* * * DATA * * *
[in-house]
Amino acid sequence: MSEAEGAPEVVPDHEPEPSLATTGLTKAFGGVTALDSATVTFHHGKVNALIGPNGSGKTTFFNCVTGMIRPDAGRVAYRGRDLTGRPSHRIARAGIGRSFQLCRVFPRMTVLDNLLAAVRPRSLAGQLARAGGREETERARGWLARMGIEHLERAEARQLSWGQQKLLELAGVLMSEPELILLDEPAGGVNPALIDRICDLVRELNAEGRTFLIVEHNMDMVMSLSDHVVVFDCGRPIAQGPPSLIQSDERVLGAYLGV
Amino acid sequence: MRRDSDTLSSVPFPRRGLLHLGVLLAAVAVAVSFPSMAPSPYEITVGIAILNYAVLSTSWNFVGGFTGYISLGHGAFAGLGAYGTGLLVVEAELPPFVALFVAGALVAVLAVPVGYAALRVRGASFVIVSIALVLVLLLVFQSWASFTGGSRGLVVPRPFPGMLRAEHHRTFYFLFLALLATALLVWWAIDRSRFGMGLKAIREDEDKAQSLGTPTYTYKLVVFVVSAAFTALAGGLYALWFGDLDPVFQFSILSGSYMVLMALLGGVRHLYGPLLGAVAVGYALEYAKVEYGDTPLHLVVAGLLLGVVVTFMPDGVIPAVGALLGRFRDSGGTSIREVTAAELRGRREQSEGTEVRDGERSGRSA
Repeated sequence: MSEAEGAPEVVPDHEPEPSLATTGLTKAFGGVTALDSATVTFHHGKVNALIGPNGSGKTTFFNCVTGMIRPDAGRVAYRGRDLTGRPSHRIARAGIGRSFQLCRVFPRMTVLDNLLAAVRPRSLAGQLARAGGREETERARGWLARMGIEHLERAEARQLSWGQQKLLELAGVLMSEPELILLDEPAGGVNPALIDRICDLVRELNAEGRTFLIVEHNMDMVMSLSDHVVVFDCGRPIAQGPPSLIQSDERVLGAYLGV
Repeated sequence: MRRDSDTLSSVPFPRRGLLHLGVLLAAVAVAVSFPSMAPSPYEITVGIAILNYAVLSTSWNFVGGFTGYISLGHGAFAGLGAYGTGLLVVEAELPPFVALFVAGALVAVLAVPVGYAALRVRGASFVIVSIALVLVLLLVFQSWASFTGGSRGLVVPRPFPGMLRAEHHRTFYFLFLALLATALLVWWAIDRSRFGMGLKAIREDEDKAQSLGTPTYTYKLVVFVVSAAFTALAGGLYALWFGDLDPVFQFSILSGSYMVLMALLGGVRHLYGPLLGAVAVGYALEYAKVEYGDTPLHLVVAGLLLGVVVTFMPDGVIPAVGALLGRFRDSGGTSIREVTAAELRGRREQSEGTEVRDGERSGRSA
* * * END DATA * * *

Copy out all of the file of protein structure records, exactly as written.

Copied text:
[in-house]
Amino acid sequence: MSEAEGAPEVVPDHEPEPSLATTGLTKAFGGVTALDSATVTFHHGKVNALIGPNGSGKTTFFNCVTGMIRPDAGRVAYRGRDLTGRPSHRIARAGIGRSFQLCRVFPRMTVLDNLLAAVRPRSLAGQLARAGGREETERARGWLARMGIEHLERAEARQLSWGQQKLLELAGVLMSEPELILLDEPAGGVNPALIDRICDLVRELNAEGRTFLIVEHNMDMVMSLSDHVVVFDCGRPIAQGPPSLIQSDERVLGAYLGV
Amino acid sequence: MRRDSDTLSSVPFPRRGLLHLGVLLAAVAVAVSFPSMAPSPYEITVGIAILNYAVLSTSWNFVGGFTGYISLGHGAFAGLGAYGTGLLVVEAELPPFVALFVAGALVAVLAVPVGYAALRVRGASFVIVSIALVLVLLLVFQSWASFTGGSRGLVVPRPFPGMLRAEHHRTFYFLFLALLATALLVWWAIDRSRFGMGLKAIREDEDKAQSLGTPTYTYKLVVFVVSAAFTALAGGLYALWFGDLDPVFQFSILSGSYMVLMALLGGVRHLYGPLLGAVAVGYALEYAKVEYGDTPLHLVVAGLLLGVVVTFMPDGVIPAVGALLGRFRDSGGTSIREVTAAELRGRREQSEGTEVRDGERSGRSA
Repeated sequence: MSEAEGAPEVVPDHEPEPSLATTGLTKAFGGVTALDSATVTFHHGKVNALIGPNGSGKTTFFNCVTGMIRPDAGRVAYRGRDLTGRPSHRIARAGIGRSFQLCRVFPRMTVLDNLLAAVRPRSLAGQLARAGGREETERARGWLARMGIEHLERAEARQLSWGQQKLLELAGVLMSEPELILLDEPAGGVNPALIDRICDLVRELNAEGRTFLIVEHNMDMVMSLSDHVVVFDCGRPIAQGPPSLIQSDERVLGAYLGV
Repeated sequence: MRRDSDTLSSVPFPRRGLLHLGVLLAAVAVAVSFPSMAPSPYEITVGIAILNYAVLSTSWNFVGGFTGYISLGHGAFAGLGAYGTGLLVVEAELPPFVALFVAGALVAVLAVPVGYAALRVRGASFVIVSIALVLVLLLVFQSWASFTGGSRGLVVPRPFPGMLRAEHHRTFYFLFLALLATALLVWWAIDRSRFGMGLKAIREDEDKAQSLGTPTYTYKLVVFVVSAAFTALAGGLYALWFGDLDPVFQFSILSGSYMVLMALLGGVRHLYGPLLGAVAVGYALEYAKVEYGDTPLHLVVAGLLLGVVVTFMPDGVIPAVGALLGRFRDSGGTSIREVTAAELRGRREQSEGTEVRDGERSGRSA